In addition, they’ve shared stages and studios with a number of well-known musicians, including Tony Trischka, Steve Gulley, Dale Ann Bradley, Cia Cherryholmes, Mike Marshall, Mike Compton, and Radim Zenkl, among others.
“In 2019, we released our debut album, It Takes Time, which is about half of our stuff and half covers,” Kozák notes. “We also had a few ‘non-bluegrass’ guests on there, so some of the songs feature accordion, flute or piano. The album can be heard on all streaming services. We are currently preparing our second album, which won’t have guests, but it will have an even more distinctive repertoire. Karel wrote some beautiful instrumental compositions, I added a couple of songs, and Pavel will be featured as a great solo singer, a change since I’m usually the one that sings. The album will be released in April and will be available on our website. In fact, you can order it there now as part of a crowdfunding campaign. As well as the records, we also have a couple of videos of live performances which can be found on my YouTube channel.”
Kozák also explained why the group tends to write instrumentals. “Actually, we enjoy playing without words, because instrumentals offer a huge musical freedom and variety,” he said. “But because we want to play for ‘normal people,’ we also sing. And since we don’t do a lot of lyric writing, we usually fish in the roots music waters and somehow arrange a traditional or folk song in a distinctive way.”
Their efforts appear to have paid off. “We get great feedback after the concerts,” Kozák mentions. “Even when we play a little more complex music, we intersperse it with funny stage patter, and include a fresh bluegrass standard here and there. We try to make as personal a connection with people as much as possible, both before and after the show. Our tutoring helps a lot, so a lot of our fans are also our students from our various workshops.”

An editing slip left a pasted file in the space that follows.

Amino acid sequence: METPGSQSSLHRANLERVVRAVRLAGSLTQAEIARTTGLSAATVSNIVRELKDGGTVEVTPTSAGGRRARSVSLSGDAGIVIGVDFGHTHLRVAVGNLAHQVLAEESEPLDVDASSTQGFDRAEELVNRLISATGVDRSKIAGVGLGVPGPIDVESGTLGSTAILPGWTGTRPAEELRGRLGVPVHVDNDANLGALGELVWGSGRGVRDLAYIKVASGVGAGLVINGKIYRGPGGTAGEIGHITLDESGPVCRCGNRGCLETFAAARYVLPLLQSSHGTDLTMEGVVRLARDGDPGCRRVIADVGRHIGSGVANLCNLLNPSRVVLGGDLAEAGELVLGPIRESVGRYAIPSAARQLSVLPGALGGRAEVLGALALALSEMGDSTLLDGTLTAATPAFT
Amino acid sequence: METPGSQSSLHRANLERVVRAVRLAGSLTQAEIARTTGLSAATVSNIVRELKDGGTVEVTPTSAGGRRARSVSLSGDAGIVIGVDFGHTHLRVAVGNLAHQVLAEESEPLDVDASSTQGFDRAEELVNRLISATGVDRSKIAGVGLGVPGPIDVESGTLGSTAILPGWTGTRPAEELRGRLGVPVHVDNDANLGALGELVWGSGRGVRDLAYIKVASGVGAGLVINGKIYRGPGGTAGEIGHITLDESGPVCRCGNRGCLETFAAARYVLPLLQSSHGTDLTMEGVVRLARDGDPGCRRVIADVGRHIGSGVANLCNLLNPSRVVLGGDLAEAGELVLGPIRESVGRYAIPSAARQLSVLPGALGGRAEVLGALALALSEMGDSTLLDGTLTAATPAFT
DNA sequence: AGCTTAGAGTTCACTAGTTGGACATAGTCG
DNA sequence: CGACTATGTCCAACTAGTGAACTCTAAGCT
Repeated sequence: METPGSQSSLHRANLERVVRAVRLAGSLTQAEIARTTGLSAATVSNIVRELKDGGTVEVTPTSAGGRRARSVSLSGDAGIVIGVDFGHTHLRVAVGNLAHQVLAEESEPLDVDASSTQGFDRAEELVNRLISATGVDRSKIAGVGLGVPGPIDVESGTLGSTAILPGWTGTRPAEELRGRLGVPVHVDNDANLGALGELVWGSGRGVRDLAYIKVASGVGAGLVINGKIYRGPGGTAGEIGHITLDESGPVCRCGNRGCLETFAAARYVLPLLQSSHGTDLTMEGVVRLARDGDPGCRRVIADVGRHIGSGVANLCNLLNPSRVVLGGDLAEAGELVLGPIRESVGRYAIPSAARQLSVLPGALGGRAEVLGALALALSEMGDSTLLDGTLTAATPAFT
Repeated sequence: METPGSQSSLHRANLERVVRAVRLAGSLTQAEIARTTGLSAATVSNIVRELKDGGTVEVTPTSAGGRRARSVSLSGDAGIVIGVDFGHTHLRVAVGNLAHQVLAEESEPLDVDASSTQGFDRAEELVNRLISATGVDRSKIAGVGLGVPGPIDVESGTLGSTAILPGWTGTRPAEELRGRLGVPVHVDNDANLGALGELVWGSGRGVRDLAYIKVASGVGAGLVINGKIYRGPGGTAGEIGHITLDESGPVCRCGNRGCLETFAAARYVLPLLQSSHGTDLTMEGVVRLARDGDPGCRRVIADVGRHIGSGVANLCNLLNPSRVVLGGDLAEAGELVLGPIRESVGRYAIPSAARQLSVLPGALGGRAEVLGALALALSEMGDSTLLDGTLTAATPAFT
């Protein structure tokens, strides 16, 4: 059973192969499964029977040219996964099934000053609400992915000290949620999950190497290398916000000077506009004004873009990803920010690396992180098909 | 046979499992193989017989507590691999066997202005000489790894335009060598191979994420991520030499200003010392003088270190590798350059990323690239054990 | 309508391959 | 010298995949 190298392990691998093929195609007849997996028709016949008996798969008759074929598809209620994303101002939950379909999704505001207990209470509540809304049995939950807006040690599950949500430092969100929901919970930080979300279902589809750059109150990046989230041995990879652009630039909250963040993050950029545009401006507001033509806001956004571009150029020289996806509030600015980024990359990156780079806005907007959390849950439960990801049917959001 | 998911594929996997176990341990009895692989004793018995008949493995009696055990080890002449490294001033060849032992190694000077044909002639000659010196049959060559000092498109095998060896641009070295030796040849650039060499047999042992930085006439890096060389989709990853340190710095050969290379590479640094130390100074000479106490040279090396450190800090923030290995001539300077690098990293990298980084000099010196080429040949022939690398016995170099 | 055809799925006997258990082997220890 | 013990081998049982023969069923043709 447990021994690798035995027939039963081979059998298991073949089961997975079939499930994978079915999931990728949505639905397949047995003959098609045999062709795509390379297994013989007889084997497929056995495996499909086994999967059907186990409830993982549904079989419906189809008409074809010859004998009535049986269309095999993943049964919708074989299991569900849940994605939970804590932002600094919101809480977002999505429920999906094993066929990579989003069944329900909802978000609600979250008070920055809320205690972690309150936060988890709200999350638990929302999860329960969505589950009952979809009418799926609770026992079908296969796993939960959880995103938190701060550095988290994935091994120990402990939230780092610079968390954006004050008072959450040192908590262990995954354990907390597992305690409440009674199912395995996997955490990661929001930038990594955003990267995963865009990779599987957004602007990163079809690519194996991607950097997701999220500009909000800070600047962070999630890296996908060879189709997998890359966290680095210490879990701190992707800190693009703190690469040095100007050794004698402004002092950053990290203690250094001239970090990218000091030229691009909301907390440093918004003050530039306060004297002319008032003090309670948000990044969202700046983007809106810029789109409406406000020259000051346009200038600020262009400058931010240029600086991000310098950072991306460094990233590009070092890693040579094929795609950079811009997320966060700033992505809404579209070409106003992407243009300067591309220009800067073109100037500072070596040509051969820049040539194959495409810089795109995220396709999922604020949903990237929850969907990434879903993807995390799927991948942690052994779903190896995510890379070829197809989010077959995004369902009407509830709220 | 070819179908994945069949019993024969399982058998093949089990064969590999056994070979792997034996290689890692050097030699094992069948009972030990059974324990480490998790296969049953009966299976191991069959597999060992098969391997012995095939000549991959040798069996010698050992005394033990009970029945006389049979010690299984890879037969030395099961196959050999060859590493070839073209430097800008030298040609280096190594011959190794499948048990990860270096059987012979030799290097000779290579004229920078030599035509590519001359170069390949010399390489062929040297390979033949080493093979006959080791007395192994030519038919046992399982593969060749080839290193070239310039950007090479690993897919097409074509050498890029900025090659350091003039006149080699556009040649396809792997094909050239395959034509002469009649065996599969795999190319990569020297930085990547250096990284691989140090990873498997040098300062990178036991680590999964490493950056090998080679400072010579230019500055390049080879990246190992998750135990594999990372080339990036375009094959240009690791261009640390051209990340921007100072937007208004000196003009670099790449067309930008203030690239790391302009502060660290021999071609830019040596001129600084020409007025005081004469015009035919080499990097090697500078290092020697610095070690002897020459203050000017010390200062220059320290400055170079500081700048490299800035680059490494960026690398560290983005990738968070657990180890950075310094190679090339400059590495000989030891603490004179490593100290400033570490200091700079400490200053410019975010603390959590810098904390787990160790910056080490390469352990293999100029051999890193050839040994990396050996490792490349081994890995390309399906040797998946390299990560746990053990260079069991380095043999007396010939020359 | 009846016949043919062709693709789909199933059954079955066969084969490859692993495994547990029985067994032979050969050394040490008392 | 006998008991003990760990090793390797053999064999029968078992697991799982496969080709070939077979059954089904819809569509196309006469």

Ultimately, their experience had given them added insight into what makes bluegrass so universally appealing all round. “It’s great music,” Kozák reckons. “It’s very positive and can lift one’s mood very quickly. It’s also relatively easy to learn, at least at the basic level. In the Czech Republic, in every small town, there’s a group of amateur musicians who meet in pubs on a weekly basis in order to play country and bluegrass music. That makes for a tremendously strong social connection. People go to hear this music because they can meet their friends at the shows and know they’ll have a good time together.”
Kozák also makes a point to offer some strong words of advice. “Here’s a challenge to Bluegrass Today readers: if you can, make babies. If you don’t want to, or can’t anymore, encourage your kids to make babies. Then take those kids to live music, play them songs, buy them whatever instrument they can think of, and feel free to fill a house with them. Show them that music is one of the most beautiful things people can possess, because it brings them together. Thanks to music, you can learn about the Czech Republic and be friends with someone who has completely different political or religious beliefs from you. Music changes humanity for the better.”